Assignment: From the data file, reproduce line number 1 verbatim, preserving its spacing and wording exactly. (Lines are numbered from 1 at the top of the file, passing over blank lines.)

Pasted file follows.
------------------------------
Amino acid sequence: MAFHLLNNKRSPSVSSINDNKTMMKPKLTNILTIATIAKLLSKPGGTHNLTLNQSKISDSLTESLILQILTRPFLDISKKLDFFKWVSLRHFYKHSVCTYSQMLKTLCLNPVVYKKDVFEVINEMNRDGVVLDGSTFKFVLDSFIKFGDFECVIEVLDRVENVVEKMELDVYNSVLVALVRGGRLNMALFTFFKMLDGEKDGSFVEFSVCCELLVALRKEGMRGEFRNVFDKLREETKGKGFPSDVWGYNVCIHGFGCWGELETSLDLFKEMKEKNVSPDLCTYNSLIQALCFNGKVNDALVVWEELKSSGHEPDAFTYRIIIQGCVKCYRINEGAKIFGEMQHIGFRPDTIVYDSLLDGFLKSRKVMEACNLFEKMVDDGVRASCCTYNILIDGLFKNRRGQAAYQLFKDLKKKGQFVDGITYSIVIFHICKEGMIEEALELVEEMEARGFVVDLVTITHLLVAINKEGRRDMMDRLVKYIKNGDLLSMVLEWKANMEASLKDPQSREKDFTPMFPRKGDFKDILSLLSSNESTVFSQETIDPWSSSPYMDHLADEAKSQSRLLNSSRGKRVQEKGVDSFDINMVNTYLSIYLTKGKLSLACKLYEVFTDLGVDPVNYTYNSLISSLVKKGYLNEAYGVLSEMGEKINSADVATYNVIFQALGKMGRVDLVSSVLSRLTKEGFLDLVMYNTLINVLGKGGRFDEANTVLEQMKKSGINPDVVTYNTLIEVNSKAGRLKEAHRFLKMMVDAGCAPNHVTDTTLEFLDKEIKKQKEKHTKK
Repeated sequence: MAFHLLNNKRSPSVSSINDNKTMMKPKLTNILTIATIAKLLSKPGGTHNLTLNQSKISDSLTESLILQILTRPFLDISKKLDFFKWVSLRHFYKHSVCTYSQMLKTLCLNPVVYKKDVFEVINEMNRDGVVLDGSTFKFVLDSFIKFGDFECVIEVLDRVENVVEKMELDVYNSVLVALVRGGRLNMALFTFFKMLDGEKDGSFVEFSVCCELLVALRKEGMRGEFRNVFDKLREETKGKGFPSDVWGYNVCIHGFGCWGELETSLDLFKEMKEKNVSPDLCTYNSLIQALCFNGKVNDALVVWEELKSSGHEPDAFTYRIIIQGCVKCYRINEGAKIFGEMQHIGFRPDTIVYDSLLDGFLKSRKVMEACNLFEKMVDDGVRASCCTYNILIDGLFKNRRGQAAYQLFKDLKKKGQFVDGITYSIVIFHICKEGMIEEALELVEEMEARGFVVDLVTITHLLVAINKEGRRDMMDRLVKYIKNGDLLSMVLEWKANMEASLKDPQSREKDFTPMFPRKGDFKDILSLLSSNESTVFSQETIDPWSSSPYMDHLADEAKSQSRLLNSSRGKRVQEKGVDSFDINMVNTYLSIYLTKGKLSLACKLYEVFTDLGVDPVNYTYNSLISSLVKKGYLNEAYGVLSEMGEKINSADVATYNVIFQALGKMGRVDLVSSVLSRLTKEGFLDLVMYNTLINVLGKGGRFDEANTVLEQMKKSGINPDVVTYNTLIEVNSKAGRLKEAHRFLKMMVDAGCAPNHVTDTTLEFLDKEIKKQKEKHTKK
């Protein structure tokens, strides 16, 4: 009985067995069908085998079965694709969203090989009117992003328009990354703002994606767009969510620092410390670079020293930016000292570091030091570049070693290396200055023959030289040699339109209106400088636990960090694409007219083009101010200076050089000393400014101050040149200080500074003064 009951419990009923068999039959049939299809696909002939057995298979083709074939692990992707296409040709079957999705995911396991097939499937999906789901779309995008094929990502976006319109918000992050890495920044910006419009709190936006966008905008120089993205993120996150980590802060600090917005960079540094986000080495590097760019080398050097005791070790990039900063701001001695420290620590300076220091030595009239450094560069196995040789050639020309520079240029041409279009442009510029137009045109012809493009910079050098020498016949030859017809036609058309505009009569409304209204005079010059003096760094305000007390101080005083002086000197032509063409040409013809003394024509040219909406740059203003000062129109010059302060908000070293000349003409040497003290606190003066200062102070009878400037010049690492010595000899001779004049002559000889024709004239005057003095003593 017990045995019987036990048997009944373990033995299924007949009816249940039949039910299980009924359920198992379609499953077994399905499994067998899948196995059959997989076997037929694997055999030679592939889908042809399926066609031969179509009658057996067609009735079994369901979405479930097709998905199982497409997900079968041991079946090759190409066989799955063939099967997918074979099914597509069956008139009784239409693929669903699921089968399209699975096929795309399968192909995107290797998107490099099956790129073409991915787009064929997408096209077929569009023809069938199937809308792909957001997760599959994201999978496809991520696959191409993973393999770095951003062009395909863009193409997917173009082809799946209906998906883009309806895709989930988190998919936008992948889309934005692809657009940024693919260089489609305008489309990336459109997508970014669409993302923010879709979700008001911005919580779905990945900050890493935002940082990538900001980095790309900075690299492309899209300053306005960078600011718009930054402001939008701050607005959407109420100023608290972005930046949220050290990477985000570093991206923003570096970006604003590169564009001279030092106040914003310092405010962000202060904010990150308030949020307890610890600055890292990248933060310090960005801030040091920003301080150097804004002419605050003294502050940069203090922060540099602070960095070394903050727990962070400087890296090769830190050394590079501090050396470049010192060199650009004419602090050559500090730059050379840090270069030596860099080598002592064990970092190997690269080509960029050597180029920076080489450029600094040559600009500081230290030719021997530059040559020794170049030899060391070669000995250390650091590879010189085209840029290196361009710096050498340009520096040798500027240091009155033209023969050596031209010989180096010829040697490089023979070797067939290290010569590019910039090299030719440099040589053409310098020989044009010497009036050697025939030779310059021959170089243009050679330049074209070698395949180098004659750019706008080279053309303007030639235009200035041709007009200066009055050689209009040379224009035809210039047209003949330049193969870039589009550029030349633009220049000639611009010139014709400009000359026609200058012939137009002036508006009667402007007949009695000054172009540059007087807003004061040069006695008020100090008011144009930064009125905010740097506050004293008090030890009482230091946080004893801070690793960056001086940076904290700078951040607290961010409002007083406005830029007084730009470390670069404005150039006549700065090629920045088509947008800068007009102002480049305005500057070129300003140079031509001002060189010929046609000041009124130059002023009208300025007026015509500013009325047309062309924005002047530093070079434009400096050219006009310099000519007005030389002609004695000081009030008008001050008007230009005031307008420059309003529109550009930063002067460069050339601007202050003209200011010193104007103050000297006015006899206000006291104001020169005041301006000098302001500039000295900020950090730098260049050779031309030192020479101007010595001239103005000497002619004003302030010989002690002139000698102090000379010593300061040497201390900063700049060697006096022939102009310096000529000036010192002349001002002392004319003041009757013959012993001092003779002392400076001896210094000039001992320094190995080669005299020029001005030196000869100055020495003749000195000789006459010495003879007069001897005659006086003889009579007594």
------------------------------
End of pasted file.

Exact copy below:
Amino acid sequence: MAFHLLNNKRSPSVSSINDNKTMMKPKLTNILTIATIAKLLSKPGGTHNLTLNQSKISDSLTESLILQILTRPFLDISKKLDFFKWVSLRHFYKHSVCTYSQMLKTLCLNPVVYKKDVFEVINEMNRDGVVLDGSTFKFVLDSFIKFGDFECVIEVLDRVENVVEKMELDVYNSVLVALVRGGRLNMALFTFFKMLDGEKDGSFVEFSVCCELLVALRKEGMRGEFRNVFDKLREETKGKGFPSDVWGYNVCIHGFGCWGELETSLDLFKEMKEKNVSPDLCTYNSLIQALCFNGKVNDALVVWEELKSSGHEPDAFTYRIIIQGCVKCYRINEGAKIFGEMQHIGFRPDTIVYDSLLDGFLKSRKVMEACNLFEKMVDDGVRASCCTYNILIDGLFKNRRGQAAYQLFKDLKKKGQFVDGITYSIVIFHICKEGMIEEALELVEEMEARGFVVDLVTITHLLVAINKEGRRDMMDRLVKYIKNGDLLSMVLEWKANMEASLKDPQSREKDFTPMFPRKGDFKDILSLLSSNESTVFSQETIDPWSSSPYMDHLADEAKSQSRLLNSSRGKRVQEKGVDSFDINMVNTYLSIYLTKGKLSLACKLYEVFTDLGVDPVNYTYNSLISSLVKKGYLNEAYGVLSEMGEKINSADVATYNVIFQALGKMGRVDLVSSVLSRLTKEGFLDLVMYNTLINVLGKGGRFDEANTVLEQMKKSGINPDVVTYNTLIEVNSKAGRLKEAHRFLKMMVDAGCAPNHVTDTTLEFLDKEIKKQKEKHTKK